megos river gorge
Photo: Andrew Burr

Climber: Alex Megos
Route: Bongo Fury (5.12b),
Location: Owens River Gorge

megos bishop
Photo: Andrew Burr

Climber: Alex Megos
Route: The Swarm (V13/14),
Location: Bishop, California

This 21-year-old from Erlangen, Germany, has become known as the king of quick sends, including the first-ever onsight of a 5.14d (Estado Critico in Siurana, Spain), and it was no different when he came to the States in November 2014. True wunderkind Alex Megos dispatched The Swarm (V13/14), Mandala Sit Start (V14), and the Buttermilker (V13) faster than it would take most elite climbers to do one problem, saying, “I sent all of them relatively quick, spending about two short sessions on each problem.” He had visited Bishop the year before, sending what he calls the “easier classic problems,” including the stand start to the Mandala (V12), the highball Evilution (V11), and an impressive flash of Blood Meridian (V12/13). Continuing his 2014 sendfest, Megos visited nearby Owens River Gorge and then Red Rock, Nevada, with Meadowlark Lemon (V14) and Clockwork Orange (V12/13) in his sights. The first session on Meadowlark was a “catastrophe,” he says. “Basically I tried to get my second foot off the ground the whole session.” He left for a few days, came back, and some visiting climbing partners got him psyched again, so he sent the stand start (V13), then came back the next day to send the sit start. When he moved on to Clockwork, which he also struggled on during that first catastrophic session, he found that he could easily hold the crux’s strange pocket (FYI, this was after doing an all-day multi-pitch route), and he sent it third go. He sums up his experience: “That’s when I figured it out—bouldering is strange.”

red rocks heather weidner
Photo: Jon Glassberg

Climber: Heather Weidner
Route: The Great Red Roof (5.13b)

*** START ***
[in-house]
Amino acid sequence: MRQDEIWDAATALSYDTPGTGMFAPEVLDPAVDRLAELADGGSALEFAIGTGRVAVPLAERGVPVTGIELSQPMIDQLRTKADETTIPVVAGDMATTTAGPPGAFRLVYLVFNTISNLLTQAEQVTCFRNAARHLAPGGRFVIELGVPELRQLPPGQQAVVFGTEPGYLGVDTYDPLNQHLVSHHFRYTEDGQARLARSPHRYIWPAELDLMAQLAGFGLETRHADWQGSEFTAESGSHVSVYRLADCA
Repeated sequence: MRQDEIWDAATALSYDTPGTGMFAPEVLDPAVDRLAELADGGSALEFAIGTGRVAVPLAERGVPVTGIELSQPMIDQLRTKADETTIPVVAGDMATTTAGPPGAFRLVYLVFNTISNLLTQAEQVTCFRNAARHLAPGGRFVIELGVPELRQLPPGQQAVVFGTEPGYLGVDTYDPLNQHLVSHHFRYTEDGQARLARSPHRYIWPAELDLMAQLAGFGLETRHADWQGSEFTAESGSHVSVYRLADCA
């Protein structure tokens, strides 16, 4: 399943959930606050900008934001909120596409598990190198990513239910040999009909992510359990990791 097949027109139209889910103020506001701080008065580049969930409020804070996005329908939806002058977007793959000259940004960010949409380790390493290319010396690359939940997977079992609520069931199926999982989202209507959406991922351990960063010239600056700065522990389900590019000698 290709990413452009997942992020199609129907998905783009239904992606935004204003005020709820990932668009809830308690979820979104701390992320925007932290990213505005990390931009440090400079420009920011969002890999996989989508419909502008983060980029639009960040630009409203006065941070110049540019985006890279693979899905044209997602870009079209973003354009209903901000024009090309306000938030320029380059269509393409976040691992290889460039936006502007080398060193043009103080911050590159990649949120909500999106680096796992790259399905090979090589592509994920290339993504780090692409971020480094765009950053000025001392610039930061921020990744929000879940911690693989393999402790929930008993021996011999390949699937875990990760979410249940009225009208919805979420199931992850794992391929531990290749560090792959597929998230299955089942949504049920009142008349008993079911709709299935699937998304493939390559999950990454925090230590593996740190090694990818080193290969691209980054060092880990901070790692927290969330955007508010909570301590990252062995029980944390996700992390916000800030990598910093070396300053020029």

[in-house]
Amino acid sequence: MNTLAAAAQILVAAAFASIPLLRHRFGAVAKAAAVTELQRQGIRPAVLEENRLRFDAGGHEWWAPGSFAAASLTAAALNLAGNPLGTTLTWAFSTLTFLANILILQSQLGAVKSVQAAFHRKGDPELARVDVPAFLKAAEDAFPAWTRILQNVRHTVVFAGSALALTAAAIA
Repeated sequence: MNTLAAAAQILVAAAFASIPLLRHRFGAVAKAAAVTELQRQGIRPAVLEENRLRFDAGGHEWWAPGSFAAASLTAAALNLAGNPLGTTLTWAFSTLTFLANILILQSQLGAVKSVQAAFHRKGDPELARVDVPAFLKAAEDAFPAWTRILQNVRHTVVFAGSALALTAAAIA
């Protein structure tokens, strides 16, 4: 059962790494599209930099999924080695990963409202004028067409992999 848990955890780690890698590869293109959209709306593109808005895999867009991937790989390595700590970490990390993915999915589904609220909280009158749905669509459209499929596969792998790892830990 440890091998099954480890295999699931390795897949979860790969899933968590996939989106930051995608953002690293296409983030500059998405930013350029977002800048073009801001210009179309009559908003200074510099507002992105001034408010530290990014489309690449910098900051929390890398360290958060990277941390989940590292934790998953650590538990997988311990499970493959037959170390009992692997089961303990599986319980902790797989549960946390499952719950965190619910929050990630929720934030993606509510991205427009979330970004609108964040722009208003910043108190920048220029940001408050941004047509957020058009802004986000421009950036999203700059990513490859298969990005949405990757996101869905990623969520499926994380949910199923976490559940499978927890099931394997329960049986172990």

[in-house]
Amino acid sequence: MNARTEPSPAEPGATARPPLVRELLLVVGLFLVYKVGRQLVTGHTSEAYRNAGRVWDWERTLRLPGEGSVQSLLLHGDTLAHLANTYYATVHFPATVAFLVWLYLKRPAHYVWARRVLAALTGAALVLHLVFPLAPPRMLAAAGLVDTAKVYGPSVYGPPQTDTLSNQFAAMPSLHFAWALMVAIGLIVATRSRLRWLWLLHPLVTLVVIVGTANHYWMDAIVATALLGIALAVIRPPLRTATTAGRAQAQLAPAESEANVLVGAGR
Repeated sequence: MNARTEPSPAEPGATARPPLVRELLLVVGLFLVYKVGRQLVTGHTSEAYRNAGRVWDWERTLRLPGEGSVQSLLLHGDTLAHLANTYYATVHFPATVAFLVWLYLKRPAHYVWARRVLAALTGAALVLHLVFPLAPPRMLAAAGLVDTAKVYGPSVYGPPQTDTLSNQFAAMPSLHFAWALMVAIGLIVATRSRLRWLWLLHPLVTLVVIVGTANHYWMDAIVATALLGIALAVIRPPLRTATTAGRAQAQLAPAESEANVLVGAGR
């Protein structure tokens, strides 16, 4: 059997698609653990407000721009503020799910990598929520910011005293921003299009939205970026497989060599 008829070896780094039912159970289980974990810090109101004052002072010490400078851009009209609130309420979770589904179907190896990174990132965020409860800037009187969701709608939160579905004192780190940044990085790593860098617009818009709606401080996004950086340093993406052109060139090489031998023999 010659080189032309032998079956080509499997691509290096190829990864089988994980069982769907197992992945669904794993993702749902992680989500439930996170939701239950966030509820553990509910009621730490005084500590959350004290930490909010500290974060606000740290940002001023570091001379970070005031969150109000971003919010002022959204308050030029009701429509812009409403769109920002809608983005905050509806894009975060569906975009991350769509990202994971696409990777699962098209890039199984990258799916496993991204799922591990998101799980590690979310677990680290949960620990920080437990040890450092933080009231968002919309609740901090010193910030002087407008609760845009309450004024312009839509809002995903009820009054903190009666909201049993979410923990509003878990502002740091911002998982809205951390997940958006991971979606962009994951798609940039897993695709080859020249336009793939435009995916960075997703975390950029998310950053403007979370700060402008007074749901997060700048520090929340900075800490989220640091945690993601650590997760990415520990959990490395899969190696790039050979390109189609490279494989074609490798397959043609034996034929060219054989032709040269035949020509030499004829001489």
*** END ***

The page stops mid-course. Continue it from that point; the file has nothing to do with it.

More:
Location: Red Rock, Nevada

“When I was in school and working as a veterinarian, I was just climbing on the weekends, so I put time and energy into projecting difficult sport routes,” pro Heather Weidner says of her switch from focusing on hard sport sends to ticking elite trad lines. “Now that I’m climbing full-time, I want to be a more well-rounded climber.” And when you’ve redpointed up to 5.14b sport, 5.13 trad isn’t far out of your reach. Weidner wanted a challenge, and a few friends recommended The Great Red Roof. Reminiscent of Separate Reality (5.12a) in Yosemite, this short but burly line climbs out from a protected cove on a 30-foot horizontal roof, with the last 10 feet involving no-feet campusing moves, at which point the exposure becomes “super intimidating.” Weidner and her husband, climber and writer Chris Weidner, checked it out in spring 2014 and “got our butts kicked.” They couldn’t figure out most of the moves, but they came back this winter with a new resolve to take the time to unlock the beta. Over the course of five days and 11 attempts, she was able to redpoint it while placing gear, for likely the female first ascent (records are scarce so this is unconfirmed). What’s next for Heather? “I just climbed ice for the first time a few weeks ago with Chris and had a blast! I’m excited to see what I can do with trad, and who knows, maybe some big walls are in my future…”